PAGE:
Research News | Duke Kunshan University

Research News

Recent research highlights from Duke Kunshan University’s centers and programs, plus a few other places. Use the filter to narrow your search.

Discovering the drag force in complex fluids

We feel the drag force from air while walking, jogging or riding a vehicle, and we feel the drag force from sand while walking on the beach. Combining experiments, numerical simulations and theory, physicist Kai Huang addresses the question “How can we predict the trajectory of an object thrown into granular materials, such as sands, powders and grains?” in Nature’s Scientific Reports. The work sheds light on a fundamental understanding of drag force in complex fluids.

Women’s singleness and feminism in 1920s China

In the 1920s, some Chinese intellectuals considered women’s singleness, or the choice to be unmarried, a central part of discussions of marriage, family and gender. Drawing on the works of Shen Zijiu (1898-1989), historian Qian Zhu agues in the International Journal of Gender and Women’s Studies that debate of women’s singleness marked China’s enlightenment movement by rethinking the concept of modernity, in which gender equality and women’s emancipation became the measuring stick of the degrees of civilization.

Energy stable scheme for two-phase flow problems

Mathematician Shixin Xu and fellow researchers have developed a q-NSCH system based on the energy variational method for two-phase flow problems with contact lines and variable density. In a paper published in the Journal of Computational Physics, they propose a mass conserving C0 finite element scheme to solve the PDE system. Various numerical results confirm that the proposed scheme for both P1 element and P2 element are energy stable.

Lack of knowledge points to underreporting of equine zoonotic infection

Worldwide, horses play a critical role in recreation, food production and transportation, and as a result, there remains potential risk for equine zoonotic pathogen transmission to humans. After conducting a systematic review of equine zoonoses, epidemiologist Gregory Gray and colleagues warn that there is a high potential for underreporting zoonotic infections due to lack of knowledge among health professionals.

Stress testing with influencing factors to accelerate data race software failures

Software failures caused by data race bugs remain major concerns in parallel and distributed systems. To address the issue, iAPSE’s Kishor Trivedi and fellow researchers propose in IEEE Transactions on Reliability stress testing with influencing factors, in which the system runs under certain workloads for a long time with controlled stress conditions, and explore mathematical relationship models between data races’ statistical characteristics of time to failure (TTF) or mean TTF and the influencing factors.

Women still missing from cardiovascular trials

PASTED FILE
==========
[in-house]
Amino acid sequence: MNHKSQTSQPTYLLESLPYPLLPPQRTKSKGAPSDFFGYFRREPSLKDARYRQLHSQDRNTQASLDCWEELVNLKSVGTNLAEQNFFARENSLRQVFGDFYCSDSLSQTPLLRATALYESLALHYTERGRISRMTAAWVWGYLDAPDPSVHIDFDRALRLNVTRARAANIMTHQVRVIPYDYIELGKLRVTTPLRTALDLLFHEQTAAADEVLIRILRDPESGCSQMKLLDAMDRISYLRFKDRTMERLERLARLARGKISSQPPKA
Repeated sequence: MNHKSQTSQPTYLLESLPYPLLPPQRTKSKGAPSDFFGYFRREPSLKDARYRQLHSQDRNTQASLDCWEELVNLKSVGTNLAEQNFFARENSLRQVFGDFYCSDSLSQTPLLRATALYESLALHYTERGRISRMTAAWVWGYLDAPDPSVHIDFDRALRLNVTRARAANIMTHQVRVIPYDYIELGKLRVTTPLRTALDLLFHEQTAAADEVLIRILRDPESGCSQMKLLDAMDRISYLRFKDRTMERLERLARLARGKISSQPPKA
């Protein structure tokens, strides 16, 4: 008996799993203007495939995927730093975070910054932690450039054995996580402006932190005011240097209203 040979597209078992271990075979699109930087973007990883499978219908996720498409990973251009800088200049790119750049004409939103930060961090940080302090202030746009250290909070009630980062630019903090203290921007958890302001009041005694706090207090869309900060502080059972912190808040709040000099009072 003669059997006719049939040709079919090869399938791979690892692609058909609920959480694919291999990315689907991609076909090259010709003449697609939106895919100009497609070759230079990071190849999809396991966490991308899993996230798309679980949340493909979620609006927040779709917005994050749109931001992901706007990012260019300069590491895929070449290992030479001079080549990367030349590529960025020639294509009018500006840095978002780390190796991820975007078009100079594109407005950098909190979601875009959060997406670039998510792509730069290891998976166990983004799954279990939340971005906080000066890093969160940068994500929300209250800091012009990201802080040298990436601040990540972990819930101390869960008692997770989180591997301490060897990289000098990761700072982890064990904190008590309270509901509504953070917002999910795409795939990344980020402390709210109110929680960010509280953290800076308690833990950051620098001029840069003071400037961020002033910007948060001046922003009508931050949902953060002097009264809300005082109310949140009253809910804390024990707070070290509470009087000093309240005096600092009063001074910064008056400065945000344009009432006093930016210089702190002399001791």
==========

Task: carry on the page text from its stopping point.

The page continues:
Cardiovascular disease is the leading cause of death among women worldwide. So why don’t more women participate in trials? Lijing Yan, an expert in non-communicable diseases, and global health master’s student Xurui Jin, explore the key factors behind the under-representation of women in cardiovascular trials in Circulation, an American Health Association journal.

First ancient DNA from West Africa illuminates deep human past

An international research team including archaeologist Scott MacEachern has produced the first whole-genome ancient human DNA sequences from West and Central Africa. Scientists recovered the data from two pairs of children buried at an iconic archaeological site in Cameroon from between 3,000 and 8,000 years ago. The findings, published by Nature, provide fresh clues in the search to identify the populations that first spoke Bantu languages, the most widespread and diverse group of languages in Africa today.

The continuity of BCI-mediated action and conventional action

In response to an article on technologies controlled via brain-computer interfaces (BCIs), Ege Duman, undergraduate Class of 22, and Daniel Lim, co-director of the Planetary Ethics and Artificial Intelligence Lab, share philosophical and scientific reasons against a qualitative distinction between conventional action and BCI-mediated action that results in a distinction in moral responsibility. Their paper was published in the American Journal of Bioethics: Neuroscience.

How VLSI CAD led the way in machine learning technologies

VLSI computer-aided design (VLSI CAD) has been at the forefront of incorporating cutting-edge algorithms in the software tools and methodologies that engineers use to weave the digital fabric of our world. “Machine Learning in VLSI Computer-Aided Design,” a book co-authored by iAPSE director Xin Li, shows VLSI CAD has also led the way in making good use of machine-learning technologies to automate the design, verification and implementation of the most advanced chips.

The role urgency plays in Nanjing property presales

Writing in the Journal of Cultural Economy about residential property presales at the urban fringe of Nanjing, China, cultural anthropologist Menqi Wang argues for an analytical focus on urgency as a temporal quality that creates the local housing market and facilitates urban accumulation. She examines how urgency, grounded in a linear imagination of urban development, motivates home presales for developers, estate agents and homebuyers.

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